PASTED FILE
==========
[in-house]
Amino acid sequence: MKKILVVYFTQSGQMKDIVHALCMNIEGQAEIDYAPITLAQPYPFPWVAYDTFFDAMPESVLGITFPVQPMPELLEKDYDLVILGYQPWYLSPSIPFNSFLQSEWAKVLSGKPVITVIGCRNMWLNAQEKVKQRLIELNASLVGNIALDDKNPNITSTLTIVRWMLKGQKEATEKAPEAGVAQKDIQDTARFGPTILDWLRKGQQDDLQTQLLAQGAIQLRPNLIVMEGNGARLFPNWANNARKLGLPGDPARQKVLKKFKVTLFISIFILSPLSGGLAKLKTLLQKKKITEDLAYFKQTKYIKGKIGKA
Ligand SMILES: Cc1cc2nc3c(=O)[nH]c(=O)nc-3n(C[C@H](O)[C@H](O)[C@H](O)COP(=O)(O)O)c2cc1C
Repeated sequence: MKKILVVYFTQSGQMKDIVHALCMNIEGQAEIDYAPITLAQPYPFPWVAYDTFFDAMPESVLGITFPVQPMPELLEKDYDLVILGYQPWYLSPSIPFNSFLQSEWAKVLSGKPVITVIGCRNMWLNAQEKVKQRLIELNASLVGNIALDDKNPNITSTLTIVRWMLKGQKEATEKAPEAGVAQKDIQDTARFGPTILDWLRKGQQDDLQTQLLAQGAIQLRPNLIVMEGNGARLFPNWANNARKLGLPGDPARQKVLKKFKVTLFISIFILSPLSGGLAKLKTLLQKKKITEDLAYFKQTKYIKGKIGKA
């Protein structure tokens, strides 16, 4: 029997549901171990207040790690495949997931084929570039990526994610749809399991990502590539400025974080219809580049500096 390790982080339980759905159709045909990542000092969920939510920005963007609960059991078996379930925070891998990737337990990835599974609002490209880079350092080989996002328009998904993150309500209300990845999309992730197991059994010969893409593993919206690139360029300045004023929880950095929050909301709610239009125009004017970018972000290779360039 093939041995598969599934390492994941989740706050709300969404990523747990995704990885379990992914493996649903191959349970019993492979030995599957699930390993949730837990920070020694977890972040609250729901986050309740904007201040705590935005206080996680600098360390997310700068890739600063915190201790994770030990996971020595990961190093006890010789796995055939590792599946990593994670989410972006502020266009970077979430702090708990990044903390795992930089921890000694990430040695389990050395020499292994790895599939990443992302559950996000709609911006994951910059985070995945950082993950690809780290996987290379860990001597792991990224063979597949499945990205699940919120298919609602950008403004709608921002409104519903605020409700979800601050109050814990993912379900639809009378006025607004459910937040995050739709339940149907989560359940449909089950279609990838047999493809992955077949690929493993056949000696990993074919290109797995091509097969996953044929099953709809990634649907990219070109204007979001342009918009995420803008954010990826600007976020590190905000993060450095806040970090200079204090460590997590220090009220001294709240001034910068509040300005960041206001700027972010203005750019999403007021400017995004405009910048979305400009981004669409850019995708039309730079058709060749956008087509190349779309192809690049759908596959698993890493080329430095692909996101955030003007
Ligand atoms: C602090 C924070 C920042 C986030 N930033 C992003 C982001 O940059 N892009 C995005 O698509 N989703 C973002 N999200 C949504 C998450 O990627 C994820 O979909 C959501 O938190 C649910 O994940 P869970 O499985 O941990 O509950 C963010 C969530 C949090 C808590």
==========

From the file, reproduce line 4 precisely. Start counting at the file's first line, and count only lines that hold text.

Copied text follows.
Repeated sequence: MKKILVVYFTQSGQMKDIVHALCMNIEGQAEIDYAPITLAQPYPFPWVAYDTFFDAMPESVLGITFPVQPMPELLEKDYDLVILGYQPWYLSPSIPFNSFLQSEWAKVLSGKPVITVIGCRNMWLNAQEKVKQRLIELNASLVGNIALDDKNPNITSTLTIVRWMLKGQKEATEKAPEAGVAQKDIQDTARFGPTILDWLRKGQQDDLQTQLLAQGAIQLRPNLIVMEGNGARLFPNWANNARKLGLPGDPARQKVLKKFKVTLFISIFILSPLSGGLAKLKTLLQKKKITEDLAYFKQTKYIKGKIGKA